SUNDAY'S election for local mayors and representatives to El Salvador's national assembly may not appear to be a vote of great moment. But hanging on the outcome of this election, analysts say, are prospects for peace in a country wasted by a stalemated civil war. The war has pitted United States-backed government forces against leftist guerrillas for 11 years, leaving about 75,000 dead.
Not only electoral results, but also campaign fairness will influence United Nations-sponsored peace talks, which have shown signs of progress in recent months, these observers say.
``If the extreme right of ARENA wins a majority, that's a negative for the peace process,'' says a European diplomat, referring to El Salvador's dominant political party, the conservative Nationalist Republican Alliance.
President Alfredo Cristiani's ARENA holds most of the Legislative Assembly seats. ARENA candidates in this election are, however, drawn mostly from the ranks of those loyal to party hard-liner Roberto d'Aubuisson. A lurch to the right within ARENA could force Salvadoran President Alfredo Cristiani to take a tougher stance at the peace talks, the diplomat says. With one week to go, a poll by the Jesuit-run Universidad Centro Americana (UCA) shows ARENA with a clear lead.
The elections are also significant as the first legislative elections in which parties of the left have participated since the 1970s. And the leftist guerrillas have called a truce to allow people to vote. ``The lack of an election boycott is an enormous change,'' says a Western diplomat. ``The whole reason for taking up arms was because they felt the political system didn't allow them to compete fairly. If they accept the system, this is a significant step forward.''
``This is the first time in the history of the country we've had an opening so wide as to allow all political parties to participate,'' says Armando Calderon Sol, ARENA's mayoral candidate in San Salvador. Bonnie Tenneriello of the Washington Office on Latin America agrees: ``This election is a measure of the political space that exists in the democratic process. It's a gauge of how free people feel to organize, to campaign, to vote.''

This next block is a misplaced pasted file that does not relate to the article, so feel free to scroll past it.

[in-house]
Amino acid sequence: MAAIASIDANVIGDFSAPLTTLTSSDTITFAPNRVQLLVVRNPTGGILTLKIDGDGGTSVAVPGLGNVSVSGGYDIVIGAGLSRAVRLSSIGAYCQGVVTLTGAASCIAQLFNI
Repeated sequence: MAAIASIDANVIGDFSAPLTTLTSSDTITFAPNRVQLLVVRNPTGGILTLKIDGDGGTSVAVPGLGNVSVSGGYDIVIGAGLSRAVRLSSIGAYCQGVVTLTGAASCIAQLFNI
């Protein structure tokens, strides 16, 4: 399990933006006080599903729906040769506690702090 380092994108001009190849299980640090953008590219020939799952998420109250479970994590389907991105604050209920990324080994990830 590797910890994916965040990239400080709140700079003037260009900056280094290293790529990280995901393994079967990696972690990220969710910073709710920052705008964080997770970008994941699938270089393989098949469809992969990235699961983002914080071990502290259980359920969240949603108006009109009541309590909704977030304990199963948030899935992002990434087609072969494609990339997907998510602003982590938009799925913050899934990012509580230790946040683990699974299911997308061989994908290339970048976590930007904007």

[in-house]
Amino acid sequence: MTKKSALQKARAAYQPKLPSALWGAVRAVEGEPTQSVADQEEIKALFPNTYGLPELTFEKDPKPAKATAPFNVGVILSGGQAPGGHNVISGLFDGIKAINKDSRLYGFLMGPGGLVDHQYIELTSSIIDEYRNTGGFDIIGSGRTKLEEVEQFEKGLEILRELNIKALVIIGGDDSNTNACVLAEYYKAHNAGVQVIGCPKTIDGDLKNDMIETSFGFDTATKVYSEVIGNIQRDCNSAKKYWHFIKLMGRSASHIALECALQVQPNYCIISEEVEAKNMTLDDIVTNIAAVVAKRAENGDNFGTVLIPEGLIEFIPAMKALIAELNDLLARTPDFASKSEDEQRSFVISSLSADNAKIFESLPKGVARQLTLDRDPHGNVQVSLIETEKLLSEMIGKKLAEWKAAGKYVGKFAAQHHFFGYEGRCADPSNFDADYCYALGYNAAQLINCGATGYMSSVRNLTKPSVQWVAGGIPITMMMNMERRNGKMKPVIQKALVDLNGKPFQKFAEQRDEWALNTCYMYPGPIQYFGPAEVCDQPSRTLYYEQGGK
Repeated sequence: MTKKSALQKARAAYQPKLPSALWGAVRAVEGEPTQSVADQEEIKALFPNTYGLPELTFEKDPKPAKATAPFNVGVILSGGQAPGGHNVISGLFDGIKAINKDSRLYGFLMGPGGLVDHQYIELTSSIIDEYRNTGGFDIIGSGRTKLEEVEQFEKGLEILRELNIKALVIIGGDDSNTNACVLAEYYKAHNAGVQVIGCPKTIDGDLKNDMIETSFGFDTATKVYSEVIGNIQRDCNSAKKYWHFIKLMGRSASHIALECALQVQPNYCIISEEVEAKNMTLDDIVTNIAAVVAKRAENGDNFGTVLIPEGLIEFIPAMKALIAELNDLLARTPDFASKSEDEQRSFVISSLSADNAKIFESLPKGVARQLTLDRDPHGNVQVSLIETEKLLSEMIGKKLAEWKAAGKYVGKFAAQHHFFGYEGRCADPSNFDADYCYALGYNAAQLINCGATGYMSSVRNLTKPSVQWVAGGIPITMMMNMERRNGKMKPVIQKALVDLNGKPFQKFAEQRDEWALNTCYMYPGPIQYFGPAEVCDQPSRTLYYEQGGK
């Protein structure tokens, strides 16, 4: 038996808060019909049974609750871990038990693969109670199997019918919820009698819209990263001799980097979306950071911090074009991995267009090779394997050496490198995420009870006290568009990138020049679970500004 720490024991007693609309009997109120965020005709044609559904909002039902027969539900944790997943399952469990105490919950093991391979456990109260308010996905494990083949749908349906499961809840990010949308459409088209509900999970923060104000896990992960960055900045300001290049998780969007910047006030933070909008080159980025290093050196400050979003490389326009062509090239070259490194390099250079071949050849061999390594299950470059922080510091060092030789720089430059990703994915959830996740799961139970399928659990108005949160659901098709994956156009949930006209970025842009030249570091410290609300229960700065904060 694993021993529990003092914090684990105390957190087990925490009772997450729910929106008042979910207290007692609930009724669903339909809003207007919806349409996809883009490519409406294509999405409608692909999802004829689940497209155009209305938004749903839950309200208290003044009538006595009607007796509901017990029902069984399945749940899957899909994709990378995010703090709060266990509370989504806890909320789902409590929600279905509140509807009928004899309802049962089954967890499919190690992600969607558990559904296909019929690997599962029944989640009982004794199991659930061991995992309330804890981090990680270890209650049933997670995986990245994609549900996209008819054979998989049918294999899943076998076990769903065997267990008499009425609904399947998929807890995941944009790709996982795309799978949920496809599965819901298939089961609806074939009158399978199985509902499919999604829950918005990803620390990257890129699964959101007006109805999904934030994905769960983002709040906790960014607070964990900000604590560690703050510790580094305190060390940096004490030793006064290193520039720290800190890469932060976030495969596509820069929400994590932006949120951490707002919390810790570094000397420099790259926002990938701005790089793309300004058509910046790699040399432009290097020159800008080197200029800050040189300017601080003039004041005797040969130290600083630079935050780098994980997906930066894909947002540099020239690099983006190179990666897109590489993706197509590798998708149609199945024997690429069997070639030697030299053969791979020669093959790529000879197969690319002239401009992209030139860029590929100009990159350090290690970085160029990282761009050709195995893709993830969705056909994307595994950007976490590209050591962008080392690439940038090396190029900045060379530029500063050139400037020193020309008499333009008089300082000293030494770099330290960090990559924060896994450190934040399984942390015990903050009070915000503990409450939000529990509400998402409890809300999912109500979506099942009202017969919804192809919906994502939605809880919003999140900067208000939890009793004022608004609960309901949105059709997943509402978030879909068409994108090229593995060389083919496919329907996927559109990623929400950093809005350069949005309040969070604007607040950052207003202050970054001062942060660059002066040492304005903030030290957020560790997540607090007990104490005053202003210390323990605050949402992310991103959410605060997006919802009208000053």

There is the prospect that at least some views of the Farabundo Mart'i National Liberation Front (FMLN) will be represented in these elections for the first time.
THE Democratic Convergence, a three-party coalition headed by Rub'en Zamora Rivas, has links to the leftist rebels. The UCA poll puts the party in third place. The National Democratic Union, with ties to the Communist Party faction of the FMLN, is involved for the first time since the 1970s.
Nobody expects the FMLN to drop its military campaign, unless it senses the possibility of organizing and running a campaign free from threats of violence from the right. There have been recent reports of Salvadoran Army soldiers threatening opposition candidates and disrupting campaigns. Similarly, an attempt by the conservative Christian Movement Party (MAC) to hold a rally in rebel-held territory on Tuesday was disrupted by locals. There are 160 international observers here trying to curb such incide nts, as well as electoral fraud.
But the UCA poll also shows the sum of support for opposition parties comes within percentage points of ARENA's total. It is ``farfetched'' but conceivable, the diplomat says, that opposition parties on the left could gain a majority in the assembly.
The FMLN wants several constitutional changes as part of a peace settlement. It proposes, for example, moving police forces from Army to civilian control. But rewriting the Constitution requires the endorsement of two consecutive sitting assemblies.
Meanwhile, the war continues and here, too, the peace talks influence the battlefield objectives. This week there have been reports of a buildup of Army forces and skirmishes in contested provincial areas.
FMLN commander Joaqu'in Villalobos told a Mexican newspaper Wednesday that immediately after Sunday's elections ``we will launch an offensive to recover our areas of control.''